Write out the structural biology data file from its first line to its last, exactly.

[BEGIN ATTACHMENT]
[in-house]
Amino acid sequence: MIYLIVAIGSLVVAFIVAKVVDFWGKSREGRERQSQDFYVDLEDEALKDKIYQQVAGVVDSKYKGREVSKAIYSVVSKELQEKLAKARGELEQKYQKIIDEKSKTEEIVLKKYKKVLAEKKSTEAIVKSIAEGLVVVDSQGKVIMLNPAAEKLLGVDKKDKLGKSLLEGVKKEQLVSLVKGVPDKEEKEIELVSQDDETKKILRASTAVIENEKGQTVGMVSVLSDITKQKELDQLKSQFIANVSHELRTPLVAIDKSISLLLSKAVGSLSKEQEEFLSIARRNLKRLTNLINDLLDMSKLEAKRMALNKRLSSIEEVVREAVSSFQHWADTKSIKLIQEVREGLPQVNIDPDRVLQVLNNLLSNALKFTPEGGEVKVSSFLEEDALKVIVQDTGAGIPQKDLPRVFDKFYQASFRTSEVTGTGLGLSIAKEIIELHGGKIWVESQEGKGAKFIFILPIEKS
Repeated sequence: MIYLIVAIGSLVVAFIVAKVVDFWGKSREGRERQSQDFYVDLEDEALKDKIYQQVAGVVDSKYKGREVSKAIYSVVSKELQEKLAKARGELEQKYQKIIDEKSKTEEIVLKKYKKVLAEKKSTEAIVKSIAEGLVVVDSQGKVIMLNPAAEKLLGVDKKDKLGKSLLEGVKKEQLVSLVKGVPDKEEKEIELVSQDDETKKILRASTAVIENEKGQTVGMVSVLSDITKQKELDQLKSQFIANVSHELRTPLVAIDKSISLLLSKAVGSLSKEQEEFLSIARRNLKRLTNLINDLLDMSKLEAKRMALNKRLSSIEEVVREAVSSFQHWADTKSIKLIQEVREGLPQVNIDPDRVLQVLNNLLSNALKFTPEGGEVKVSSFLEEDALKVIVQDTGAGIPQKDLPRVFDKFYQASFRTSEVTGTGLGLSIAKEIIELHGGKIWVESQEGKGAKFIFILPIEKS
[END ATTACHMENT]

[in-house]
Amino acid sequence: MIYLIVAIGSLVVAFIVAKVVDFWGKSREGRERQSQDFYVDLEDEALKDKIYQQVAGVVDSKYKGREVSKAIYSVVSKELQEKLAKARGELEQKYQKIIDEKSKTEEIVLKKYKKVLAEKKSTEAIVKSIAEGLVVVDSQGKVIMLNPAAEKLLGVDKKDKLGKSLLEGVKKEQLVSLVKGVPDKEEKEIELVSQDDETKKILRASTAVIENEKGQTVGMVSVLSDITKQKELDQLKSQFIANVSHELRTPLVAIDKSISLLLSKAVGSLSKEQEEFLSIARRNLKRLTNLINDLLDMSKLEAKRMALNKRLSSIEEVVREAVSSFQHWADTKSIKLIQEVREGLPQVNIDPDRVLQVLNNLLSNALKFTPEGGEVKVSSFLEEDALKVIVQDTGAGIPQKDLPRVFDKFYQASFRTSEVTGTGLGLSIAKEIIELHGGKIWVESQEGKGAKFIFILPIEKS
Repeated sequence: MIYLIVAIGSLVVAFIVAKVVDFWGKSREGRERQSQDFYVDLEDEALKDKIYQQVAGVVDSKYKGREVSKAIYSVVSKELQEKLAKARGELEQKYQKIIDEKSKTEEIVLKKYKKVLAEKKSTEAIVKSIAEGLVVVDSQGKVIMLNPAAEKLLGVDKKDKLGKSLLEGVKKEQLVSLVKGVPDKEEKEIELVSQDDETKKILRASTAVIENEKGQTVGMVSVLSDITKQKELDQLKSQFIANVSHELRTPLVAIDKSISLLLSKAVGSLSKEQEEFLSIARRNLKRLTNLINDLLDMSKLEAKRMALNKRLSSIEEVVREAVSSFQHWADTKSIKLIQEVREGLPQVNIDPDRVLQVLNNLLSNALKFTPEGGEVKVSSFLEEDALKVIVQDTGAGIPQKDLPRVFDKFYQASFRTSEVTGTGLGLSIAKEIIELHGGKIWVESQEGKGAKFIFILPIEKS